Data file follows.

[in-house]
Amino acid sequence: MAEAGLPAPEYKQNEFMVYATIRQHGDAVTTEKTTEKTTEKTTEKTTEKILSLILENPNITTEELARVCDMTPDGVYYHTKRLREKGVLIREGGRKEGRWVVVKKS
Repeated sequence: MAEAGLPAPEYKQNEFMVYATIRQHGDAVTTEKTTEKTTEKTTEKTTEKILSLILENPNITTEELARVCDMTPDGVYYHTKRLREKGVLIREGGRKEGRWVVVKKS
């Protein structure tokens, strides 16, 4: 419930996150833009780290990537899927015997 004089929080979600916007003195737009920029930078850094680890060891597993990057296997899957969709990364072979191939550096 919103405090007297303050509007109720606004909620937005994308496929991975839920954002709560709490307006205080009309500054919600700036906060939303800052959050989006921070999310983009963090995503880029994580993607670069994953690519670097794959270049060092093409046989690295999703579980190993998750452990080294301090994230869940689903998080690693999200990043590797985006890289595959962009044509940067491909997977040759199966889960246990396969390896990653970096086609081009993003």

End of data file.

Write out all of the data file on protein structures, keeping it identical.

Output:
[in-house]
Amino acid sequence: MAEAGLPAPEYKQNEFMVYATIRQHGDAVTTEKTTEKTTEKTTEKTTEKILSLILENPNITTEELARVCDMTPDGVYYHTKRLREKGVLIREGGRKEGRWVVVKKS
Repeated sequence: MAEAGLPAPEYKQNEFMVYATIRQHGDAVTTEKTTEKTTEKTTEKTTEKILSLILENPNITTEELARVCDMTPDGVYYHTKRLREKGVLIREGGRKEGRWVVVKKS
């Protein structure tokens, strides 16, 4: 419930996150833009780290990537899927015997 004089929080979600916007003195737009920029930078850094680890060891597993990057296997899957969709990364072979191939550096 919103405090007297303050509007109720606004909620937005994308496929991975839920954002709560709490307006205080009309500054919600700036906060939303800052959050989006921070999310983009963090995503880029994580993607670069994953690519670097794959270049060092093409046989690295999703579980190993998750452990080294301090994230869940689903998080690693999200990043590797985006890289595959962009044509940067491909997977040759199966889960246990396969390896990653970096086609081009993003």